Meet the 'End Times' Novelist Adored By Glenn Beck Who Is on His Way to Congress
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Stewart stands by his version of events. "We don't fear this FEC complaint at all," he says. "Not at all. Because we know the charges against us are absolutely crazy."
Stewart has furiously denied any involvement in the mailer. "Heavens, we would have been Jason Bourne times 10 to be able to pull that thing off."
Utah Democrats, meanwhile, are preparing for the worst. They point to a handful of positions Stewart has taken that would put him to the right of many of his conservative colleagues. He has called for all federal lands to be returned to the states and written that gay soldiers must be prohibited from serving in order to "ensure our national defense." If he doesn't have a Todd Akin moment before he gets to Washington, his critics says, he'll be a powder keg waiting to explode when he does.
But mostly, they're concerned about what he really believes. "[Y]ou have this mystic kind of Mormonism, and the last days and the kind of fulfilling of the prophecy from the Chris Stewart point of view that adds this eerie dimension to his candidacy," says Jim Dabakis, the chairman of the Utah Democratic Party. He adds, "His ideas about religion are so out there that if he starts peddling all that stuff in Washington, he will do serious damage to the reputation of the state, to the district, and most seriously to the LDS church."
To Utah Democrats, Stewart's books aren't just how he makes a living; they're a political statement. "He is Glenn Beck on steroids," says Joe Hatch, a former Democratic Salt Lake County council member, who concedes that Stewart is a shoo-in to be elected.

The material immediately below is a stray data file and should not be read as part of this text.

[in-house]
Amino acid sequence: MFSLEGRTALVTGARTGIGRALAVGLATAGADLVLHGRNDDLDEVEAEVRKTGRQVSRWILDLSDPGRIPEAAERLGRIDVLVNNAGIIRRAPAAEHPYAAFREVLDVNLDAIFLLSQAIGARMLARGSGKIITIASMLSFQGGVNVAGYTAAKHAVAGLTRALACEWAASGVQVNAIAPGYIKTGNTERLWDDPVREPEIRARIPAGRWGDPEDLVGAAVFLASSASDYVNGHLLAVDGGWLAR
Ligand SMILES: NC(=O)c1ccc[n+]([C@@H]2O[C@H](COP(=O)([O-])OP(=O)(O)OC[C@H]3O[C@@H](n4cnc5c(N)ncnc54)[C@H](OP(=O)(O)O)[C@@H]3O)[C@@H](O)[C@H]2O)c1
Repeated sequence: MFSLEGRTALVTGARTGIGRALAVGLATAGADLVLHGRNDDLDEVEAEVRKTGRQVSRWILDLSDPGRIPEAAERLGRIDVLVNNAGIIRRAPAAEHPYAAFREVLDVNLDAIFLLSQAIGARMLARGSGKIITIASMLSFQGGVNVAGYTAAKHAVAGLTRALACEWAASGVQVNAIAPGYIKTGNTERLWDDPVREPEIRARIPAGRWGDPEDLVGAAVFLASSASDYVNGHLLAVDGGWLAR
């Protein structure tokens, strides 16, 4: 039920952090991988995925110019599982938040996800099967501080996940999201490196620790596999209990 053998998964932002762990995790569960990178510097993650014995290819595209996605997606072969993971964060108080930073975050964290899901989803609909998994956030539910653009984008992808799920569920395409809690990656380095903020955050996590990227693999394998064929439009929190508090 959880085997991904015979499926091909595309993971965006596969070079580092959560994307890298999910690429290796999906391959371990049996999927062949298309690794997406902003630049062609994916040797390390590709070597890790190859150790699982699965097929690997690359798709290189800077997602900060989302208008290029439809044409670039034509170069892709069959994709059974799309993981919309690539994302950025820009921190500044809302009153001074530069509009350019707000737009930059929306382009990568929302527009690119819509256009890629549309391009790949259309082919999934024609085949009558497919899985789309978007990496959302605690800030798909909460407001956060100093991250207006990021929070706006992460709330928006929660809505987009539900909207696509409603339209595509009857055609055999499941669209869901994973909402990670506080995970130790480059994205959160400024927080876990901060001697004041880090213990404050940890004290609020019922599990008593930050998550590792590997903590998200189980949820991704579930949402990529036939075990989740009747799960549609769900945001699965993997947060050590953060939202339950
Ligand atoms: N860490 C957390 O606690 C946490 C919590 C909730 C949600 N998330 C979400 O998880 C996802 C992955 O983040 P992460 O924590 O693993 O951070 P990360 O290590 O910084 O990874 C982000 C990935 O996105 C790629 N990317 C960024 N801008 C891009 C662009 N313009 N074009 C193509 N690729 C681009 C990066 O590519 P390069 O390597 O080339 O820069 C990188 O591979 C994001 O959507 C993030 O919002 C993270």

Stewart bristles at the Beck comparison. "I do think for him to say, 'Chris is my guy,' is probably an exaggeration," Stewart says. "He's never formally endorsed me." He suggests the talk show host has a more pessimistic take on the country than he does and insists that despite what his critics say, he's actually quite moderate. "You'll be disappointed to hear this, but we've never been a tea party candidate," he says.
According to Stewart, he's just a mainstream Republican who just wants Washington to get its books in order. "What I've said isn't anything more dramatic or more than what a lot of other people are saying as well," he says. "It's just that we can't continue to have 1.2-, 1.3-, 1.4-trillion dollar deficits for the foreseeable future and just pretend that that's not gonna matter because it will." As evidence, Stewart points to a July profile in the Capitol Hill newspaper Roll Call, in which Stuart Rothenberg, the veteran political observer, praised him as "a reasonable legislator who understands that there is a difference between what he wants and what can be achieved."
When they appear together in public, though, Stewart and Beck certainly seem to be fellow travelers. After devoting hours of airtime to plugging Stewart's book, in March Beck traveled to Utah for a fundraiser and book signing for the Great and Terrible series, newly reissued by Beck's publishing company and, according to Beck, stripped of its explicitly Mormon theology. "He has rewritten this to make it for a mainstream [audience]," Beck said. "I've run it through all my evangelical friends I have and asked, 'Would you read this? Does it sound too Mormonish for you?' Because, come on, it's God that is telling us these things. And he speaks through the multitude."
Beck cracked a brief joke about the perils of publishing an e-book about an electromagnetic pulse—"if you get halfway through and the EMP goes off, you're like, 'Oh crap!'"—and, when it was over, turned the floor over to his sidekick, Pat Gray.